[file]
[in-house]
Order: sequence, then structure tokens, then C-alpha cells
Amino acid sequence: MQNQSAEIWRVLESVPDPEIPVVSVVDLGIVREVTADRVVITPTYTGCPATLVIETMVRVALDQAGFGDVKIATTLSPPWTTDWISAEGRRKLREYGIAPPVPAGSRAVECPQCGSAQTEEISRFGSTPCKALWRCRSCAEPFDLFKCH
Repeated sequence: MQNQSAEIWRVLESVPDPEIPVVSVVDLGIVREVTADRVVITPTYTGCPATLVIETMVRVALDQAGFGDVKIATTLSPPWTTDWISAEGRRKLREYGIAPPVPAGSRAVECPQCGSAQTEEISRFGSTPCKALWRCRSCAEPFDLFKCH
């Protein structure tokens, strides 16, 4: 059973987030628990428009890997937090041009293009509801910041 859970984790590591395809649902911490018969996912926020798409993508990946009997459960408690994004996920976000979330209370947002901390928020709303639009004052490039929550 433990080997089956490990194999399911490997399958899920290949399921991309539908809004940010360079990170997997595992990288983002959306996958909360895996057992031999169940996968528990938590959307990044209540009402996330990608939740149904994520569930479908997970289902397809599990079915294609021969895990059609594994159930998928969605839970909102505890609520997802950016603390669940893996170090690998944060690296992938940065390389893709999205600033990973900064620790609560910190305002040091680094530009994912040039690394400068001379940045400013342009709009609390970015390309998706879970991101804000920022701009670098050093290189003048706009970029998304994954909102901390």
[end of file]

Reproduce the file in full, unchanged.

[in-house]
Order: sequence, then structure tokens, then C-alpha cells
Amino acid sequence: MQNQSAEIWRVLESVPDPEIPVVSVVDLGIVREVTADRVVITPTYTGCPATLVIETMVRVALDQAGFGDVKIATTLSPPWTTDWISAEGRRKLREYGIAPPVPAGSRAVECPQCGSAQTEEISRFGSTPCKALWRCRSCAEPFDLFKCH
Repeated sequence: MQNQSAEIWRVLESVPDPEIPVVSVVDLGIVREVTADRVVITPTYTGCPATLVIETMVRVALDQAGFGDVKIATTLSPPWTTDWISAEGRRKLREYGIAPPVPAGSRAVECPQCGSAQTEEISRFGSTPCKALWRCRSCAEPFDLFKCH
């Protein structure tokens, strides 16, 4: 059973987030628990428009890997937090041009293009509801910041 859970984790590591395809649902911490018969996912926020798409993508990946009997459960408690994004996920976000979330209370947002901390928020709303639009004052490039929550 433990080997089956490990194999399911490997399958899920290949399921991309539908809004940010360079990170997997595992990288983002959306996958909360895996057992031999169940996968528990938590959307990044209540009402996330990608939740149904994520569930479908997970289902397809599990079915294609021969895990059609594994159930998928969605839970909102505890609520997802950016603390669940893996170090690998944060690296992938940065390389893709999205600033990973900064620790609560910190305002040091680094530009994912040039690394400068001379940045400013342009709009609390970015390309998706879970991101804000920022701009670098050093290189003048706009970029998304994954909102901390």